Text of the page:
Impact of prior cancer on the overall survival of patients with
osteosarcoma: A nomogram based on the SEER database
Background: This study aimed to identify the impact of prior cancer on
the overall survival (OS) of patients with osteosarcoma and to describe
their characteristics and then establish a nomogram. Procedure: Data of
patients with osteosarcoma diagnosed between 2010 and 2015 were
extracted from the Surveillance, Epidemiology, and End Results database.
The difference was balanced by propensity score matching. Kaplan–Meier
and Cox analyses were performed to evaluate the influence of prior
cancer. Patients were randomly divided into a training cohort and a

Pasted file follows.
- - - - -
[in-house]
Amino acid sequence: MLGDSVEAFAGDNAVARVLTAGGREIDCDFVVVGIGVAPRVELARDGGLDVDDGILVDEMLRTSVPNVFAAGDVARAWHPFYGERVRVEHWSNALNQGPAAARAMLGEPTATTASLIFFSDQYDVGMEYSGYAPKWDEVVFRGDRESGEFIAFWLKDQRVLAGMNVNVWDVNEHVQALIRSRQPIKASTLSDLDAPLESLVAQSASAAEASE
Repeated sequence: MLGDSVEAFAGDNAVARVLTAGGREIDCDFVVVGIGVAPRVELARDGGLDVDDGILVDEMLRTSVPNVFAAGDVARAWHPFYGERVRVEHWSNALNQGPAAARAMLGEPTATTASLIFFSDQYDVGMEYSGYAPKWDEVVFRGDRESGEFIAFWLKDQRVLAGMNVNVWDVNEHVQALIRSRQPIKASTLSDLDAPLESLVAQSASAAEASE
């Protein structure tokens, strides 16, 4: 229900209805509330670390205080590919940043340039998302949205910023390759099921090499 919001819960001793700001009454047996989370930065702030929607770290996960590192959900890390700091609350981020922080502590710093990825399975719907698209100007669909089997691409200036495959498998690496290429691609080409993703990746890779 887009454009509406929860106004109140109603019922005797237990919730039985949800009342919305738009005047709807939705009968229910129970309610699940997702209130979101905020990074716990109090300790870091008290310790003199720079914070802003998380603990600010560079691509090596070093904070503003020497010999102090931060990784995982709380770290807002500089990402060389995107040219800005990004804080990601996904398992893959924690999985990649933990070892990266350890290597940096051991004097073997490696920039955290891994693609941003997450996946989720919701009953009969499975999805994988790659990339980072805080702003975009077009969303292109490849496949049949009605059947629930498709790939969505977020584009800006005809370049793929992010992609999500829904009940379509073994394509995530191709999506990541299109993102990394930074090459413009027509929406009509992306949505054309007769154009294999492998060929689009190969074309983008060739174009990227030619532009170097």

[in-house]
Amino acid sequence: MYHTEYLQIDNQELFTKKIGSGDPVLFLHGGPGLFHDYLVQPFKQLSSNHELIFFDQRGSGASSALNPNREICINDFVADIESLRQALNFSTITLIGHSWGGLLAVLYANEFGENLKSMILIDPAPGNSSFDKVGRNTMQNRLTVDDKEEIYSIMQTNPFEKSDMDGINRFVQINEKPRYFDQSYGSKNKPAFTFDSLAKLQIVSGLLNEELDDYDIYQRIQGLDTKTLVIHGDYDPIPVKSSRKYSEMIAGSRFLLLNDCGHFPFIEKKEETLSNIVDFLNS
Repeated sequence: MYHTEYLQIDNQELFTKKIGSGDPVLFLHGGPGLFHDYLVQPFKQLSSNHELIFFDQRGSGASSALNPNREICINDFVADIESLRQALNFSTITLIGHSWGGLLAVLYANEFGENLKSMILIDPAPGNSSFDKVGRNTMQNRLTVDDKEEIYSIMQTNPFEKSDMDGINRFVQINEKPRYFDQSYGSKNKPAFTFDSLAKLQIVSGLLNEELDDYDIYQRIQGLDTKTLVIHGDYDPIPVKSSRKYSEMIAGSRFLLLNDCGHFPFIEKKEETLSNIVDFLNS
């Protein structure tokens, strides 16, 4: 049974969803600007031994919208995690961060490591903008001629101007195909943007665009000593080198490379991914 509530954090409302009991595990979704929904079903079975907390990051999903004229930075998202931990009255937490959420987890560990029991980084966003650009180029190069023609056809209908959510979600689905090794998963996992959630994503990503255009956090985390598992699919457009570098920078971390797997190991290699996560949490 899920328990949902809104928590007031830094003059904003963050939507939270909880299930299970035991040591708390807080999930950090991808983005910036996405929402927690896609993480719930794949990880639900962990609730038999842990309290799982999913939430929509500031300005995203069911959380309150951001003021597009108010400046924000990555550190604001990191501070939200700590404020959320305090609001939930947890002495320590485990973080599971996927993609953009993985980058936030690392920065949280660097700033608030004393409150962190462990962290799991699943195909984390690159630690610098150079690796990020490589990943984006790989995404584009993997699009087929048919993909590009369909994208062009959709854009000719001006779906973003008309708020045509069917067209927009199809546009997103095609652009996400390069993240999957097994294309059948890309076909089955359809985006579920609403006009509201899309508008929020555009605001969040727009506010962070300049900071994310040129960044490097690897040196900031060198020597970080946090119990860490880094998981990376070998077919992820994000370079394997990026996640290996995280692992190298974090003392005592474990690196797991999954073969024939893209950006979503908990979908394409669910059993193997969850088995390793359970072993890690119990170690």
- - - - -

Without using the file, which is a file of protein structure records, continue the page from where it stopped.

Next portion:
testing cohort. A nomogram for predicting 3- and 5-year OS was
established by multivariate Cox analyses. The discriminative ability and
calibration of the nomogram were assessed by C-index values and
calibration plots. Results: In total, 615 patients were identified, of
which 103 (16.74%) had prior cancer. The most frequently reported type
was breast cancer (12.62%). Patients with prior cancer possessed a
poorer OS than those without prior cancer (p =0.023). Importantly,
patients with prior bone sarcoma, breast, gastrointestinal, and
hematological cancers had a non-inferior OS. The nomogram demonstrated
favorable discriminatory ability as indicated by the C-index (0.728).
Calibration plots indicated optimal agreement between the
nomogram-predicted survival and the actual observed survival.
Conclusions: This is the first study to report that osteosarcoma
patients with prior cancer have a poor OS and provide a novel prognostic
nomogram based on prior cancer history. Different prior cancer types had
various effects on the OS. The nomogram facilitated individual prognosis
prediction and clinical decision-making.